Growing up in Wyoming, and Utah, I had a great interest in the Native American ways. My own family history has also included stories linking my family to the Native American culture.
Like many others, my first exposure to a Native American flute came from listening to a Carlos Nakai CD, and purchasing a flute kit while visiting Zion National Park. I assembled the kit and promptly left the flute on a shelf for the next 17 years.
My interest was rekindled six years ago while visiting Hawaii with my wife. She saw a Native flute and remarked that she would like to learn to play one. I told here that if she wanted to play I would make her a flute. Where this came from I have no idea as I posses little musical ability or knowledge. I made that flute and followed it up with a second flute for my grandson. By that time I was hooked.
Over the course of the past six years, I have made hundreds of flutes in all sizes and keys. These flutes have been used as aids in meditation practices, spiritual journeys, and a fun and easy instrument to learn to play with others. Utilizing a variety of materials and finishes, each flute is different and unique. No two flutes are the same, each has its own characteristics and sound quality.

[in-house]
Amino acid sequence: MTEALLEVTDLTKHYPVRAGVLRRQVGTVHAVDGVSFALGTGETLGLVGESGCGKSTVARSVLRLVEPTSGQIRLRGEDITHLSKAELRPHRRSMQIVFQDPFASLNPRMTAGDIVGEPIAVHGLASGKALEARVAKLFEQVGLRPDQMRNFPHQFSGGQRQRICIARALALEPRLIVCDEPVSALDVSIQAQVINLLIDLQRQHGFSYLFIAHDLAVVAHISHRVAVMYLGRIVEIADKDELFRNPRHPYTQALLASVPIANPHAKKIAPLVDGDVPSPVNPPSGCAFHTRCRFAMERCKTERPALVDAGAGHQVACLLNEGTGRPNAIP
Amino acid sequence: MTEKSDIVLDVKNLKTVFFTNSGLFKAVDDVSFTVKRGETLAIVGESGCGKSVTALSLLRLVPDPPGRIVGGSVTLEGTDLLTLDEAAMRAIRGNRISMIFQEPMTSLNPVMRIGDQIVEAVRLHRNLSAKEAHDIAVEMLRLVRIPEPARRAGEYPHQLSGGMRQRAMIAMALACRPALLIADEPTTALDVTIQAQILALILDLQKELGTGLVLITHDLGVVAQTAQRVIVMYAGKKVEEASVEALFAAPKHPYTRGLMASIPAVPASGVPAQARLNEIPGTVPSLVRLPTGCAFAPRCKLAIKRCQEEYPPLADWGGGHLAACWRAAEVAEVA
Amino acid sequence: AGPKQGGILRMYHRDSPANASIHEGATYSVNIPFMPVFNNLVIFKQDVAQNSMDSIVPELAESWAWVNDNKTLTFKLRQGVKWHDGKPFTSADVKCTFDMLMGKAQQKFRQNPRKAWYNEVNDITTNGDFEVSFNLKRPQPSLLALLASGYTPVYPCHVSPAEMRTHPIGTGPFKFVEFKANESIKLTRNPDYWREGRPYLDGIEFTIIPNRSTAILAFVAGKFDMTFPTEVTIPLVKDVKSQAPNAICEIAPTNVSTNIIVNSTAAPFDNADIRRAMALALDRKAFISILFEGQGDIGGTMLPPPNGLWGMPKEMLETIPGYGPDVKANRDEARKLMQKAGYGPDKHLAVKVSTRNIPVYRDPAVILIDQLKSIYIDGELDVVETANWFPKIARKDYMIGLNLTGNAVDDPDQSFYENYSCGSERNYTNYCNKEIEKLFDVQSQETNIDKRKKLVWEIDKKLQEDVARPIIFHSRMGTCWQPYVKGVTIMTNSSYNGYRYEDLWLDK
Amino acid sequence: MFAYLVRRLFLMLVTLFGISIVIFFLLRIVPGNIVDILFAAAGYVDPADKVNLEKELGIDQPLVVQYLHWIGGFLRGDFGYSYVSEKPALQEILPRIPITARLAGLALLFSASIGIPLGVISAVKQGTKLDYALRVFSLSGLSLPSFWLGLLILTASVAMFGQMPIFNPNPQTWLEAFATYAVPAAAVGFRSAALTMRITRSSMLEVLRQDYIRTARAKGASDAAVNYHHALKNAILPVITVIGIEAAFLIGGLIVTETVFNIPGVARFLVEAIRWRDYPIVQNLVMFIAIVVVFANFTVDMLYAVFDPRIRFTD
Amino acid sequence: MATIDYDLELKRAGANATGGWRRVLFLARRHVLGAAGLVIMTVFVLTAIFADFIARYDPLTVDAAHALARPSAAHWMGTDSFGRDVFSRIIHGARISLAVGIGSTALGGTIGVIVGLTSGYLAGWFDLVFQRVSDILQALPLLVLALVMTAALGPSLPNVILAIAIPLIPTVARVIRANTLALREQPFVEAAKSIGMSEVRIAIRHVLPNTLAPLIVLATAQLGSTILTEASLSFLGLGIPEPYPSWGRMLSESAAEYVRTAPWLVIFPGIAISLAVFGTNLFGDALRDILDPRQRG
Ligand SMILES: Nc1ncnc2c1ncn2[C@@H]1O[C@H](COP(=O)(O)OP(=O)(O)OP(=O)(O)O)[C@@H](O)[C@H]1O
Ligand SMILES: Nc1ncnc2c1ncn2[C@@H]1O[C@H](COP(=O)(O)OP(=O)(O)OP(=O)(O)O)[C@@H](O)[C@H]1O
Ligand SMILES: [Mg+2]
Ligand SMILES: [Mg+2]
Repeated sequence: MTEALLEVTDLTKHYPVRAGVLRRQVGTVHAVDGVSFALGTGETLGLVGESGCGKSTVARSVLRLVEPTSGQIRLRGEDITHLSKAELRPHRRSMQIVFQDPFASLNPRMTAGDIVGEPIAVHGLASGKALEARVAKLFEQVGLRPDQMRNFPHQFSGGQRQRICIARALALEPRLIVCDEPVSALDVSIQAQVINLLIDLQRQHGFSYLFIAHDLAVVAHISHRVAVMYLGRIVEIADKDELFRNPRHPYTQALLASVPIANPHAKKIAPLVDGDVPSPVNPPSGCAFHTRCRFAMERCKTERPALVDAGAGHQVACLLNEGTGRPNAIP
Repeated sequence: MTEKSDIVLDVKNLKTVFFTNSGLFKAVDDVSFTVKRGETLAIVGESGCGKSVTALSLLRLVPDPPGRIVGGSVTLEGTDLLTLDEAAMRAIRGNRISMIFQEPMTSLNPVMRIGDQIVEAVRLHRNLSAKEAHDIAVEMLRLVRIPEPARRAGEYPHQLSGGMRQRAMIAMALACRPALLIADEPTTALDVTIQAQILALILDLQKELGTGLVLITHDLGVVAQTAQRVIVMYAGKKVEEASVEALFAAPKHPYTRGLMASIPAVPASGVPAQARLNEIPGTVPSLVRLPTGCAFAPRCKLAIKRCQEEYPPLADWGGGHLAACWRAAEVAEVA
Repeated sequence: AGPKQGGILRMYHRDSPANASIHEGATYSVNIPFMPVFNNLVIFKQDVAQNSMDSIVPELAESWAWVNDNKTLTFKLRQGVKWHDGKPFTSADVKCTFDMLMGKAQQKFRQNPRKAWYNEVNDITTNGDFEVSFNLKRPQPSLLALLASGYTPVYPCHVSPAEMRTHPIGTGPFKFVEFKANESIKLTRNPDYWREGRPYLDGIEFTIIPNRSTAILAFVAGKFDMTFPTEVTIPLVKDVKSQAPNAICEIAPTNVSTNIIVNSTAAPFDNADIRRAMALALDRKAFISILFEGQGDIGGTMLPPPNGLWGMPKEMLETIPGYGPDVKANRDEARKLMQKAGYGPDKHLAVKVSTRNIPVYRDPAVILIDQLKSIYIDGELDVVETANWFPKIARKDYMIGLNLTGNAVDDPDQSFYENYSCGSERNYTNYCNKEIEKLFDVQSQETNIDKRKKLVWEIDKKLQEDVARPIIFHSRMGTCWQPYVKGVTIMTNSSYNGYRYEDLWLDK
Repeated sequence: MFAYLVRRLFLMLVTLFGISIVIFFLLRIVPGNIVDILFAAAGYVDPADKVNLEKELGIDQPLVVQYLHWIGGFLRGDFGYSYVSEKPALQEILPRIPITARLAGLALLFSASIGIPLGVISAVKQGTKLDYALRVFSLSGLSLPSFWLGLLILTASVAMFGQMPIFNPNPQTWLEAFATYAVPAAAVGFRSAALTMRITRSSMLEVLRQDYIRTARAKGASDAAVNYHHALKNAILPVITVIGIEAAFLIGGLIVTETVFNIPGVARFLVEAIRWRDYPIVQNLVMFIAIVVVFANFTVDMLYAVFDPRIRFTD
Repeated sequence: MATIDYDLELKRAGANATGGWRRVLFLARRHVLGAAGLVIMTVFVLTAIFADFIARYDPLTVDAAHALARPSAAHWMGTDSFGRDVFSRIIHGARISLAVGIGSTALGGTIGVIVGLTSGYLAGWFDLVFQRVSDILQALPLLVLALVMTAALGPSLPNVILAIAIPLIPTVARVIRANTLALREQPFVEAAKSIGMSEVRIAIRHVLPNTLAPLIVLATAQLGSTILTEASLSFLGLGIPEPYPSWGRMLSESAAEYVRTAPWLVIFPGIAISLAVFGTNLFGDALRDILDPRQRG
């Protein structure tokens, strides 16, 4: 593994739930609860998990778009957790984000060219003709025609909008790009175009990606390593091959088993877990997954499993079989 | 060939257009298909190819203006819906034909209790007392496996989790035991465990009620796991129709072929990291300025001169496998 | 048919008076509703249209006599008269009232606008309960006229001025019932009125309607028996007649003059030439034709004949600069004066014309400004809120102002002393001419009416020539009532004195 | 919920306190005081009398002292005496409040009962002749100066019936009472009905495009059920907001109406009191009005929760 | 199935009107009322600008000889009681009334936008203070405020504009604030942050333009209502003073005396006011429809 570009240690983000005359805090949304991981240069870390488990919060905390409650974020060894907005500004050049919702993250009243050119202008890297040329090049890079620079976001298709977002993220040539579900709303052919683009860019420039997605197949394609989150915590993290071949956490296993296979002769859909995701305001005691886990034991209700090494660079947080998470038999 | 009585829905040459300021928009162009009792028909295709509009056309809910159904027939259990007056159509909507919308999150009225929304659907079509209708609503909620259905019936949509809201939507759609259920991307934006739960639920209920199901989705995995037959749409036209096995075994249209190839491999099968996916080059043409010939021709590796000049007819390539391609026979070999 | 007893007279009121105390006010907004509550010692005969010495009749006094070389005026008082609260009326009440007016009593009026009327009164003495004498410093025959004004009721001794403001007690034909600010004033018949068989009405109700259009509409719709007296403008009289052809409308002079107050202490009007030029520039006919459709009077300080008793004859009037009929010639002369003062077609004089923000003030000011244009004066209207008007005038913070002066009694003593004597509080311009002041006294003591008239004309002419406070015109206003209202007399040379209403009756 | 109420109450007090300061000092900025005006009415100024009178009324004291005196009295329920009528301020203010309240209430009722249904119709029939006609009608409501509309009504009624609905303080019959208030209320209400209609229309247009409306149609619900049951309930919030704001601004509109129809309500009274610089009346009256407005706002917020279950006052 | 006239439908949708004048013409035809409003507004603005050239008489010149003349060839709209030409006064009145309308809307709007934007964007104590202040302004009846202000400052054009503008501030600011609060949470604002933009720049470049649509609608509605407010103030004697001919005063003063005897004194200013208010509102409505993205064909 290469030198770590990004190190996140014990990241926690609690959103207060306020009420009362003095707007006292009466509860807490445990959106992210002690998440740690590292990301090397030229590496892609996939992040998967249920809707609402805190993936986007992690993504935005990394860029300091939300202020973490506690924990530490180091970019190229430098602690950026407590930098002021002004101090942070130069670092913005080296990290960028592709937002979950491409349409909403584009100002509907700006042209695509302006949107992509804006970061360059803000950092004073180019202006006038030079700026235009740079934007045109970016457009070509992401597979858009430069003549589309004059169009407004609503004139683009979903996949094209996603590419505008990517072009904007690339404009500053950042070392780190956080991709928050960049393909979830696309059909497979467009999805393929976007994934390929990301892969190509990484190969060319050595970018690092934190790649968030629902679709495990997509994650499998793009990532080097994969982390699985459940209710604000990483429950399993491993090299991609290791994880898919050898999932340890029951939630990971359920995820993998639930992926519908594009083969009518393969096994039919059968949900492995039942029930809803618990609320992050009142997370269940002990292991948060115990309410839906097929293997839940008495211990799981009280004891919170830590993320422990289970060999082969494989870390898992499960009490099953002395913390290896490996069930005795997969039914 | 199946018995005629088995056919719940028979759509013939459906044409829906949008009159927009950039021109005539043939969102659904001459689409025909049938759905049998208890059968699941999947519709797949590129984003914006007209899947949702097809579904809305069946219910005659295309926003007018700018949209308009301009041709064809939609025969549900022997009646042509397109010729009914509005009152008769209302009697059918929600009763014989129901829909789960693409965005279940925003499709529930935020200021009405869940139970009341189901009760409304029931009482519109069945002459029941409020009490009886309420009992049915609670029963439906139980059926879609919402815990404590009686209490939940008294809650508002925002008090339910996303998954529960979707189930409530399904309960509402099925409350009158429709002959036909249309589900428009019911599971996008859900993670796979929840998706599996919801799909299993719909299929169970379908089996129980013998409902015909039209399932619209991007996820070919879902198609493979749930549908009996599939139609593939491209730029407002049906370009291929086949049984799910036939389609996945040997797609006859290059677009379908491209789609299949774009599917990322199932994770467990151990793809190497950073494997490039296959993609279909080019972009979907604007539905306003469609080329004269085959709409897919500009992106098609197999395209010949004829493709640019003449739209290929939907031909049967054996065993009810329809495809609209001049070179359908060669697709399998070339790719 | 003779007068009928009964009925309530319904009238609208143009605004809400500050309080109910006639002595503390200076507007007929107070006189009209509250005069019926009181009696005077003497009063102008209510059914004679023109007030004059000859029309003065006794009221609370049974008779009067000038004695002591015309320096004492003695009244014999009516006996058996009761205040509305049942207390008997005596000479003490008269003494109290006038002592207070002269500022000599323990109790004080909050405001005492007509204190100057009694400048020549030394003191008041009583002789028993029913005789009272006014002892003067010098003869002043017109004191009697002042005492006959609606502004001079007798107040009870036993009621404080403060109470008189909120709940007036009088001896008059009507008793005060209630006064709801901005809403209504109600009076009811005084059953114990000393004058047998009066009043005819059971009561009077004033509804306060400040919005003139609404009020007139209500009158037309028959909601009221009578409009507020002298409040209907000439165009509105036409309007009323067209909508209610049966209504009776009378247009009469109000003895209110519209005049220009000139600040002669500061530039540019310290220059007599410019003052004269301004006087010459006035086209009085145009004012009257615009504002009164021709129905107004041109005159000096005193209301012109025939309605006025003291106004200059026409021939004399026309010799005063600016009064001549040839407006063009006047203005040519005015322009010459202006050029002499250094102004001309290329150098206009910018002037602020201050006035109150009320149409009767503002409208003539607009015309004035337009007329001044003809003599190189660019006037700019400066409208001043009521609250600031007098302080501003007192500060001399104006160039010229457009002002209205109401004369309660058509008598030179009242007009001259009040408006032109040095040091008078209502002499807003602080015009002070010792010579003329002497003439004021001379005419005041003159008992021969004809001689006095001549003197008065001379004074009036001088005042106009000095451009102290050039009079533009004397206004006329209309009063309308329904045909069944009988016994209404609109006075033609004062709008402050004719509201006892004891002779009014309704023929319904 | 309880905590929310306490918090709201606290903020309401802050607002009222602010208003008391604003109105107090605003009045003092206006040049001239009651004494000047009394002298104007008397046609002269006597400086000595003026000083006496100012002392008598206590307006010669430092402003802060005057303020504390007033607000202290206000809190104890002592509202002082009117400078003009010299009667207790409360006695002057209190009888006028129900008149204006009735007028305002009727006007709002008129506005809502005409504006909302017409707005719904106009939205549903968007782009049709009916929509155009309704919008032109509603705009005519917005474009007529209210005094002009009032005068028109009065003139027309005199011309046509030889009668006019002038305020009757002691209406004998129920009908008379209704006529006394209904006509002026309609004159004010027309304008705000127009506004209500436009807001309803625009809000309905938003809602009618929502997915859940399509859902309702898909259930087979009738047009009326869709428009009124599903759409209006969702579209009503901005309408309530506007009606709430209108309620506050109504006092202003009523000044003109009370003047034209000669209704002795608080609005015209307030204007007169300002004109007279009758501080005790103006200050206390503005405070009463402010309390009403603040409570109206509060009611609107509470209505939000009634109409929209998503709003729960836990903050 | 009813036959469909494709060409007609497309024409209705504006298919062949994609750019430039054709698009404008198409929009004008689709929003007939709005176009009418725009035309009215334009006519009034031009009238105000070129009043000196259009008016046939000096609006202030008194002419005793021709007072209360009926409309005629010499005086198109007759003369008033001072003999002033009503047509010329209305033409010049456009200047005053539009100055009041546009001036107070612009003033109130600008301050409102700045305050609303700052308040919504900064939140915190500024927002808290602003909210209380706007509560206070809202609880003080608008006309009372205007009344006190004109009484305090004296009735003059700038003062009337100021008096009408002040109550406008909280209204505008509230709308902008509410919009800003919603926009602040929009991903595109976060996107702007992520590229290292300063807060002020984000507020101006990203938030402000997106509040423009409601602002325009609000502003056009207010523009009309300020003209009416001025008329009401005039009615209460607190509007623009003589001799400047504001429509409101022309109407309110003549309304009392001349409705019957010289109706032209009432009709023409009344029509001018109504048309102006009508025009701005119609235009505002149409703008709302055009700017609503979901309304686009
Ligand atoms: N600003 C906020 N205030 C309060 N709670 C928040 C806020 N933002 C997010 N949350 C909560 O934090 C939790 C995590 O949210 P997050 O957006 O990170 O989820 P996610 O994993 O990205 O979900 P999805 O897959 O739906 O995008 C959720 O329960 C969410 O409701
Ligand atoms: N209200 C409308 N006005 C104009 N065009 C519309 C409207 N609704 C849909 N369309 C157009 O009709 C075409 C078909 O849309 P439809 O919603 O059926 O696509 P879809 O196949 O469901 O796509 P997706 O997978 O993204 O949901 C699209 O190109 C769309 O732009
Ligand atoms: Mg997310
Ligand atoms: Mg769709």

Like many men of my generation, I learned basic woodworking skills in high school. I was fortunate to have an excellent teacher that encouraged my work, and helped plant the seed of interest. Many of the skills learned then are used in my flute making as well as the myriad of other items I make, including turned bowls, salt, pepper, and spice grinders, rolling pins, serving boards, etc. I am always looking for ways to express my creativity through woodworking.
Along the way I have experienced a profound spiritual and personal transformation. The flute has had a significant influence on my life and particularly in the way in which I interact with others. My hope is that the flute can be a part of your spiritual journey as well.